South Texas – November 22, 2023
In a noteworthy legal turn of events, Texas Attorney General Ken Paxton has initiated legal proceedings against Pfizer (PFE.N), a pharmaceutical behemoth, and its supplier, “Tris Pharma.” The lawsuit alleges that the companies knowingly supplied ADHD medication for children to the state’s Medicaid insurance program for low-income individuals, with the awareness that it might lack effectiveness. The lawsuit, unsealed on Monday in the Harrison County, Texas District Court, alleges that Pfizer and Tris manipulated quality-control testing for the ADHD drug Quillivant XR between 2012 and 2018, potentially putting young patients at risk.
The lawsuit contends that Pfizer and Tris engaged in deceptive practices by manipulating quality-control tests required under federal law. According to the legal filing, properly conducted tests often revealed that Quillivant XR failed to dissolve as intended, indicating that the medication might not be released in the body as expected.
The legal action also asserts that, despite being aware of the quality-control issues, Pfizer persuaded Texas’ Medicaid program to include Quillivant in its list of preferred drugs. Texas Attorney General Paxton alleges that numerous families in the state complained that Quillivant was ineffective in treating ADHD.
“I am horrified by the dishonesty we uncovered in this investigation,” stated Paxton, a Republican, emphasizing the seriousness of the allegations. The lawsuit accuses Pfizer and Tris of defrauding the state’s Medicaid program and seeks unspecified monetary damages from the companies.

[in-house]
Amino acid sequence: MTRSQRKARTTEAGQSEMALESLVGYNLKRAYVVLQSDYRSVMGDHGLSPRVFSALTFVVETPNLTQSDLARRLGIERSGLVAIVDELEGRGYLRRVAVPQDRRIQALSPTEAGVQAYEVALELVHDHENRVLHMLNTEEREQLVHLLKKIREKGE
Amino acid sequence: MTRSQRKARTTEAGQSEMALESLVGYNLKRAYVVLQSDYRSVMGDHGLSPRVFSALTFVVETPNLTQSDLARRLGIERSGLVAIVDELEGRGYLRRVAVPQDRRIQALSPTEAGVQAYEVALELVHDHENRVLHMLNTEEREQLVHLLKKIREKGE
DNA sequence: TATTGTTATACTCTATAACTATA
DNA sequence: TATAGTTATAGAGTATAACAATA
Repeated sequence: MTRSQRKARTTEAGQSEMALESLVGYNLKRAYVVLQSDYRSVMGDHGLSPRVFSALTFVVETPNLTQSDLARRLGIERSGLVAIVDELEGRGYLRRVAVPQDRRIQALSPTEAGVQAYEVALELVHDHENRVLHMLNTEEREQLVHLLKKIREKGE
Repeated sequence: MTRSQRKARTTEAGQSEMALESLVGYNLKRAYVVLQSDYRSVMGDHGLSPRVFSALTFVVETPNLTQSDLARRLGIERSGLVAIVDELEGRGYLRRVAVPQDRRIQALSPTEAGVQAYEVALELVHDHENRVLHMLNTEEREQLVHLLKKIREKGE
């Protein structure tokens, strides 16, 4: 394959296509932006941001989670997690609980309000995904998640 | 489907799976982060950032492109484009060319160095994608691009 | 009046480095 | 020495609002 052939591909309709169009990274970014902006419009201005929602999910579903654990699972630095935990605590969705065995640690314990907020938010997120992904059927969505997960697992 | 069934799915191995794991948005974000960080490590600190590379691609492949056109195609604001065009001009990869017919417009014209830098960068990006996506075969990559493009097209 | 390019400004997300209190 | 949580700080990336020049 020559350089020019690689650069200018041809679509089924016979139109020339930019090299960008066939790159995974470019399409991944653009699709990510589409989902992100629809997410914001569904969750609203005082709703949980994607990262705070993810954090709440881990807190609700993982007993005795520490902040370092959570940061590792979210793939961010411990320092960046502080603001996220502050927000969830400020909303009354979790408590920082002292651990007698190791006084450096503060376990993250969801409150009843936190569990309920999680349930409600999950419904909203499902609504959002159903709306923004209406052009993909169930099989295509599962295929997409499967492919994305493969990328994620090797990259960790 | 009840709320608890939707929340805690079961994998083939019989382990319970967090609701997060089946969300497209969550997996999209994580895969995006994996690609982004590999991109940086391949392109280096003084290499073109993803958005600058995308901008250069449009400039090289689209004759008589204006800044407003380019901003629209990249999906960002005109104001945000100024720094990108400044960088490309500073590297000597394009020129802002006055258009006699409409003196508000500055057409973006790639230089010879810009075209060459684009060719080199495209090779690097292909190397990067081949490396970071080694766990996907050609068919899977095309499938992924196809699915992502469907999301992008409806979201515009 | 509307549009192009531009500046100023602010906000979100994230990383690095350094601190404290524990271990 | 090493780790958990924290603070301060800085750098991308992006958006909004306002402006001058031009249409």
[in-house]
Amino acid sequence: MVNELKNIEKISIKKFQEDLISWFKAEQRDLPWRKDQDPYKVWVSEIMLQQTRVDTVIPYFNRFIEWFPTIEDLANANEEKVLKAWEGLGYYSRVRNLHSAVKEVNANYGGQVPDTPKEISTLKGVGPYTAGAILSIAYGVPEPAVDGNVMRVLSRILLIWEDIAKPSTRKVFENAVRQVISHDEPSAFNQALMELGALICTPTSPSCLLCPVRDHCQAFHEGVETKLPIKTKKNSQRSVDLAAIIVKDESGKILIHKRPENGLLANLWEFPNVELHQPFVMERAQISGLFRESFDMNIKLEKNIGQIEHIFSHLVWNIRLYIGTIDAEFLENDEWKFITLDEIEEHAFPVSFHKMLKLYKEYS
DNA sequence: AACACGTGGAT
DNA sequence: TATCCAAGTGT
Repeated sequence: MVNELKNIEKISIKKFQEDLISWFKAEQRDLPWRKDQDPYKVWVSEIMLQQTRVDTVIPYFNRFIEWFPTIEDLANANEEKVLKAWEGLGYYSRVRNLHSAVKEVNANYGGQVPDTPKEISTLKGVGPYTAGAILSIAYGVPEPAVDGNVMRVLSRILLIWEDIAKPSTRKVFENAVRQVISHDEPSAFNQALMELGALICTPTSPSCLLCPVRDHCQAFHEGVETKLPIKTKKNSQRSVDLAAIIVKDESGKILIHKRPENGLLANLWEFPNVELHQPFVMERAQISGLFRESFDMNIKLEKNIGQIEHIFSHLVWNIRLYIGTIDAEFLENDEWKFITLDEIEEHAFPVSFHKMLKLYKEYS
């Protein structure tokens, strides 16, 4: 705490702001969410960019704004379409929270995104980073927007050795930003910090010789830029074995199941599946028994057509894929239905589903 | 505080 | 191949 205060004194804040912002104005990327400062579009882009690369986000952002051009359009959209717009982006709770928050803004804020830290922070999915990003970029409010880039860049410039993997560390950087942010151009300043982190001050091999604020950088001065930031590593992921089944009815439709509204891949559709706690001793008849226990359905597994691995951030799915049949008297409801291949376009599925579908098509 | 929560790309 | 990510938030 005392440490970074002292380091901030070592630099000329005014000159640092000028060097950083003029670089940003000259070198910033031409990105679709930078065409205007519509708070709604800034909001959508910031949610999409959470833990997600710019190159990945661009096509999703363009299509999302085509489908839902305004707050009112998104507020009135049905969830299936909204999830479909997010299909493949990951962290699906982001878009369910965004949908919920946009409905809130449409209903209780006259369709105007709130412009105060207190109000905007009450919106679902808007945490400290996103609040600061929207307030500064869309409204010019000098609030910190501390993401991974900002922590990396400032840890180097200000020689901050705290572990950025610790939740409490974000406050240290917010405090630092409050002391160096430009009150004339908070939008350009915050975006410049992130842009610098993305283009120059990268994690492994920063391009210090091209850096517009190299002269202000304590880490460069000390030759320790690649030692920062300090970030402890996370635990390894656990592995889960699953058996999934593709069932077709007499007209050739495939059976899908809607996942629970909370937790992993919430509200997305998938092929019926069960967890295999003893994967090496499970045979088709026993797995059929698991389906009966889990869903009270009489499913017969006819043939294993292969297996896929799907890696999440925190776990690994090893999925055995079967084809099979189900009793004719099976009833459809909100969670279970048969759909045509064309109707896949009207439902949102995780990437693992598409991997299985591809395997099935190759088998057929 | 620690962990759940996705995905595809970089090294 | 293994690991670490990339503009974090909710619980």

Pfizer responded to the allegations in a statement, stating that it had examined the complaint on “multiple occasions” and found no impact on the safety of the product. The pharmaceutical company expressed its belief that the case had no merit and announced its intention to move for dismissal.
Tris Pharma, the supplier of Quillivant until 2018 when it acquired the product from Pfizer, vehemently denied the allegations in an email statement. The company declared its categorical denial and expressed its commitment to rigorously defending against the accusations in a court of law.
The origin of the lawsuit can be traced back to a whistleblower complaint by Tarik Ahmed, who served as Tris’ head of technology from 2013 to 2017. Quillivant XR was initially developed by Nextwave Pharmaceuticals, a company acquired by Pfizer in 2012. Tris Pharma took over the product in 2018.
Quillivant XR, like other medications for attention-deficit/hyperactivity disorder (ADHD), has faced challenges such as shortages and has not achieved a large national market share. The “U.S. Food and Drug Administration (FDA)” issued a warning to Tris in 2017 regarding manufacturing lapses.
In its 2022 annual report, Pfizer revealed that it had been served a subpoena by federal prosecutors in the Southern District of New York, situated in Manhattan. The subpoena pertained to Pfizer’s association with Tris and the manufacturing of Quillivant in 2018. However, Pfizer stated that it had not received any further communication after responding to the subpoena.